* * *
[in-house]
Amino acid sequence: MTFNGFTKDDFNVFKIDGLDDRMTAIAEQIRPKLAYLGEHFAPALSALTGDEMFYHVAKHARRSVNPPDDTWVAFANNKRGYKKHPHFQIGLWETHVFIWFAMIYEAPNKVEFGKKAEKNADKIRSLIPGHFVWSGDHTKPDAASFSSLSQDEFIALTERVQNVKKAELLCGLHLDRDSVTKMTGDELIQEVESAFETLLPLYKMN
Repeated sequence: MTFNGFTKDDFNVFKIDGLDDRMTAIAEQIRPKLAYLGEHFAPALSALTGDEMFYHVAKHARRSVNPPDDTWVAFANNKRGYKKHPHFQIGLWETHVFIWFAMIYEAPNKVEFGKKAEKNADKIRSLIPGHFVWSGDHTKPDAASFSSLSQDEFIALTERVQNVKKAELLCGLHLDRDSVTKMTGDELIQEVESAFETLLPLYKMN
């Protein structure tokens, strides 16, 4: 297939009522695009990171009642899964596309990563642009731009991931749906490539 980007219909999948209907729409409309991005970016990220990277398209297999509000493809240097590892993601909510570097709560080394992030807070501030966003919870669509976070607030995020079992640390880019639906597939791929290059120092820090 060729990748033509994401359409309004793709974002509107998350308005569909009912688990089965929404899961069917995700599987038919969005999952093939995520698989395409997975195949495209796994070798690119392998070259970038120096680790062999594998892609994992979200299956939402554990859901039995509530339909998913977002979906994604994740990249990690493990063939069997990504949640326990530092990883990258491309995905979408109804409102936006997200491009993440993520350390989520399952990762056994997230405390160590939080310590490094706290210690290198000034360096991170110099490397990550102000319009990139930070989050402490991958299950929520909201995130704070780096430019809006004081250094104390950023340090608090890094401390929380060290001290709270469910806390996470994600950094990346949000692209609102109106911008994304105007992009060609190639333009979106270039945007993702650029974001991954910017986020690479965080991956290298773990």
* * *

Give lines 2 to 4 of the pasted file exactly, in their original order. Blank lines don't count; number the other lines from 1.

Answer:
Amino acid sequence: MTFNGFTKDDFNVFKIDGLDDRMTAIAEQIRPKLAYLGEHFAPALSALTGDEMFYHVAKHARRSVNPPDDTWVAFANNKRGYKKHPHFQIGLWETHVFIWFAMIYEAPNKVEFGKKAEKNADKIRSLIPGHFVWSGDHTKPDAASFSSLSQDEFIALTERVQNVKKAELLCGLHLDRDSVTKMTGDELIQEVESAFETLLPLYKMN
Repeated sequence: MTFNGFTKDDFNVFKIDGLDDRMTAIAEQIRPKLAYLGEHFAPALSALTGDEMFYHVAKHARRSVNPPDDTWVAFANNKRGYKKHPHFQIGLWETHVFIWFAMIYEAPNKVEFGKKAEKNADKIRSLIPGHFVWSGDHTKPDAASFSSLSQDEFIALTERVQNVKKAELLCGLHLDRDSVTKMTGDELIQEVESAFETLLPLYKMN
């Protein structure tokens, strides 16, 4: 297939009522695009990171009642899964596309990563642009731009991931749906490539 980007219909999948209907729409409309991005970016990220990277398209297999509000493809240097590892993601909510570097709560080394992030807070501030966003919870669509976070607030995020079992640390880019639906597939791929290059120092820090 060729990748033509994401359409309004793709974002509107998350308005569909009912688990089965929404899961069917995700599987038919969005999952093939995520698989395409997975195949495209796994070798690119392998070259970038120096680790062999594998892609994992979200299956939402554990859901039995509530339909998913977002979906994604994740990249990690493990063939069997990504949640326990530092990883990258491309995905979408109804409102936006997200491009993440993520350390989520399952990762056994997230405390160590939080310590490094706290210690290198000034360096991170110099490397990550102000319009990139930070989050402490991958299950929520909201995130704070780096430019809006004081250094104390950023340090608090890094401390929380060290001290709270469910806390996470994600950094990346949000692209609102109106911008994304105007992009060609190639333009979106270039945007993702650029974001991954910017986020690479965080991956290298773990």